Energy-efficient buildings, also known as “high performance” or “green” buildings, are being adopted all over the world. By designing for maximum use of daylight, highly efficient appliances and fixtures, natural ventilation and cooling, water conservation, and other green building techniques, buildings save money over their lifetimes. The public sector, because of its ability to think about a long time horizon, has the opportunity to invest in energy-saving techniques that have longer, but still substantial payback times. San Francisco has a green building program, but it is tiny—really just a pilot program—and behind schedule. Other opportunities are being lost because of the PUC’s recent decision to disband its energy conservation division. We should consider an “eco-bond” to retrofit municipal buildings on a much broader scale.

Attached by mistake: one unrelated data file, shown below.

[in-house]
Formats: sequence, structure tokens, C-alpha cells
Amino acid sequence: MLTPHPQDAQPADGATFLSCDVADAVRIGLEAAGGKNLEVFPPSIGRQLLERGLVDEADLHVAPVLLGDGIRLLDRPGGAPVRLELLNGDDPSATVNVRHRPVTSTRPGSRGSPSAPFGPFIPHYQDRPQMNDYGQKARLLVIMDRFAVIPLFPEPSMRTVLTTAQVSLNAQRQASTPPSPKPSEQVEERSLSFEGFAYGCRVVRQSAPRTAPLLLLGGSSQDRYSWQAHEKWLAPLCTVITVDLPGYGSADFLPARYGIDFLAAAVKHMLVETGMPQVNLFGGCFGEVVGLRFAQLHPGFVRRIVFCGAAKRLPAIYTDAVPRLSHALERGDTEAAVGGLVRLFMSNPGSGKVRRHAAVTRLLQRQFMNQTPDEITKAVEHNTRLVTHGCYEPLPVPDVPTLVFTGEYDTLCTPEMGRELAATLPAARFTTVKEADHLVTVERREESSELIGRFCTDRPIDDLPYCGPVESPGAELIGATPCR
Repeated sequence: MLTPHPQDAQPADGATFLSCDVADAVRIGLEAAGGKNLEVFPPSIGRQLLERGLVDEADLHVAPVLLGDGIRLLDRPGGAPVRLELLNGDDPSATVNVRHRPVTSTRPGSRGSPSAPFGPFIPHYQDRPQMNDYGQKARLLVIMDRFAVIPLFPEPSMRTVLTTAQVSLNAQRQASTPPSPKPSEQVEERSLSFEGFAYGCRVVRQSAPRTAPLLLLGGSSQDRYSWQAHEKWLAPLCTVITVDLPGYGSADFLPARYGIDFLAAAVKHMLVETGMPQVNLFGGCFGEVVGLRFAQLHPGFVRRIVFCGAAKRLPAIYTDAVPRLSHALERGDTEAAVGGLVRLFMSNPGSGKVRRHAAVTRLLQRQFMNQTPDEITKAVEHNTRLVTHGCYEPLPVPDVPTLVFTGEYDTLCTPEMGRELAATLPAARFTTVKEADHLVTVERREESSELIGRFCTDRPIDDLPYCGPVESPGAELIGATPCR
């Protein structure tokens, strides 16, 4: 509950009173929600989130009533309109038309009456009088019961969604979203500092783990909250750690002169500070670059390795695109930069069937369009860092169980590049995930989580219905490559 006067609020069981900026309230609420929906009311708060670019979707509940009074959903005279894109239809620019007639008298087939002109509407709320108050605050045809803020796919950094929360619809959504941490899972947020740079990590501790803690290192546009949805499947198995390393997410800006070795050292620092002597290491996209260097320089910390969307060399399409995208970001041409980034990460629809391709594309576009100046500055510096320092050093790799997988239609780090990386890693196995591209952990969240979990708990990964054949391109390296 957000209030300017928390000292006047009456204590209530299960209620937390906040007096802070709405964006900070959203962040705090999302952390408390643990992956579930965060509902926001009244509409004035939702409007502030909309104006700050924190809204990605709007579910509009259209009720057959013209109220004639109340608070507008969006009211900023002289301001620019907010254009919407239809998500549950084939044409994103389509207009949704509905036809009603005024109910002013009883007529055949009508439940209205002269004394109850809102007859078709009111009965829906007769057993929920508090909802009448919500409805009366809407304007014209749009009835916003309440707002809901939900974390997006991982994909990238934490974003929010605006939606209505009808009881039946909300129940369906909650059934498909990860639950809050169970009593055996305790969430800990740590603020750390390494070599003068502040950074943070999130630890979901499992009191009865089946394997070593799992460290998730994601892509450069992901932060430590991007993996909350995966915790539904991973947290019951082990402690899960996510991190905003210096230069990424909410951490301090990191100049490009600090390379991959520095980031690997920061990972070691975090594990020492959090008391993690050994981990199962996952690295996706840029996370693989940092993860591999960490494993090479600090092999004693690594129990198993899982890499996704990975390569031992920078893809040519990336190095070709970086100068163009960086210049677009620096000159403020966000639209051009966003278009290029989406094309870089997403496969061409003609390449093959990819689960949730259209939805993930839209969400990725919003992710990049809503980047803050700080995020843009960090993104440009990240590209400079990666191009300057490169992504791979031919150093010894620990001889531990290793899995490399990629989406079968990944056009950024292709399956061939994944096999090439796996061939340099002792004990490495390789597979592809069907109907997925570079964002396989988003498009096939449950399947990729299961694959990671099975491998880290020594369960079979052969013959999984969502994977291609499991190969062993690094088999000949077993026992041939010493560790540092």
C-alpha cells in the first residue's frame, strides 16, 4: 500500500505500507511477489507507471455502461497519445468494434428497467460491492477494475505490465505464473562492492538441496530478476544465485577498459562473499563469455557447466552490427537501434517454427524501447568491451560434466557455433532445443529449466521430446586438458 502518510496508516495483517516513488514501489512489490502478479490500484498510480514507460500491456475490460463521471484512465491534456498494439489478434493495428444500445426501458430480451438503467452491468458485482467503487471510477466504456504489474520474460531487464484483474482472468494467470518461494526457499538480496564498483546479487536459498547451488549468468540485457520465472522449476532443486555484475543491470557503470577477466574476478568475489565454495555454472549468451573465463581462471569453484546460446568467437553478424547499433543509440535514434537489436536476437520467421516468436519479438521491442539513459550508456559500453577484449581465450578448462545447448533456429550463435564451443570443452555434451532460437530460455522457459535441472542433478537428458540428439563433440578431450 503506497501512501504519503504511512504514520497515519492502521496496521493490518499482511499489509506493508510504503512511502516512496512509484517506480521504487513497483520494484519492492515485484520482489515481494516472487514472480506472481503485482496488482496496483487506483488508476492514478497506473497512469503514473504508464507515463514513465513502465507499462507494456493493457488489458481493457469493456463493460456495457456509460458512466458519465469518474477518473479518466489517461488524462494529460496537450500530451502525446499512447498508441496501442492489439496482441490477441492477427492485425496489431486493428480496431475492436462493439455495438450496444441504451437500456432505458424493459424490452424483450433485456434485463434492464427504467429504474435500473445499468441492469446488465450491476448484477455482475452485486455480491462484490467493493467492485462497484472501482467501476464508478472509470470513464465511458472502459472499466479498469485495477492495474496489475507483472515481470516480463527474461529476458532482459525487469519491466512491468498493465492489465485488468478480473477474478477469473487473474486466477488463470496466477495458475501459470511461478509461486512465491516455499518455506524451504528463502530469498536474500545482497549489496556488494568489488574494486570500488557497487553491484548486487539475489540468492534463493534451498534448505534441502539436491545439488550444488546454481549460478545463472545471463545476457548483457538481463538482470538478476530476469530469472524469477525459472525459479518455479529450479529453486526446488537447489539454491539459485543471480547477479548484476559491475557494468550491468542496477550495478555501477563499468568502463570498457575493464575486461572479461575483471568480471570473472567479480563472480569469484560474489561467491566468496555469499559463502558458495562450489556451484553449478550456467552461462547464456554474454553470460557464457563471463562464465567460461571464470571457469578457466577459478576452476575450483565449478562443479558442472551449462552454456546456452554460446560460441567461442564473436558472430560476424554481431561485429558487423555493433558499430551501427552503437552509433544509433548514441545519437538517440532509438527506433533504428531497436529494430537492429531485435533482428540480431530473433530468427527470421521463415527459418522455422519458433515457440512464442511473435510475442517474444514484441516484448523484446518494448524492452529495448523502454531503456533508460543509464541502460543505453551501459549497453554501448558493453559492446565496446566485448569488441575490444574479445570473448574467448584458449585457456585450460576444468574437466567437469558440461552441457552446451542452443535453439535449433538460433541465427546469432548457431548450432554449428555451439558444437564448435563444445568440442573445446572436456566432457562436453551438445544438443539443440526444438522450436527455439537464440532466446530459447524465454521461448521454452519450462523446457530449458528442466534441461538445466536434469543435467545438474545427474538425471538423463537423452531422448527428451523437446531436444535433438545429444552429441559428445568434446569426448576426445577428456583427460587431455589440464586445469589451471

The Municipal Fiscal Advisory Committee (MFAC) exists to provide pro bono management consulting services to the city. Currently, MFAC is a very underutilized resource. Virtually every department in the city has projects that could benefit from an outside perspective and technical expertise. This kind of collaboration could allow the city to learn from large organizations in the private sector— and as similar public/private partnerships in other cities have shown (such as Joint Venture Silicon Valley’s program of lending executives to public schools for a year), the private sector might learn a lot as well.SPUR logo


About the Authors: 

Gabriel Metcalf is deputy director of SPUR.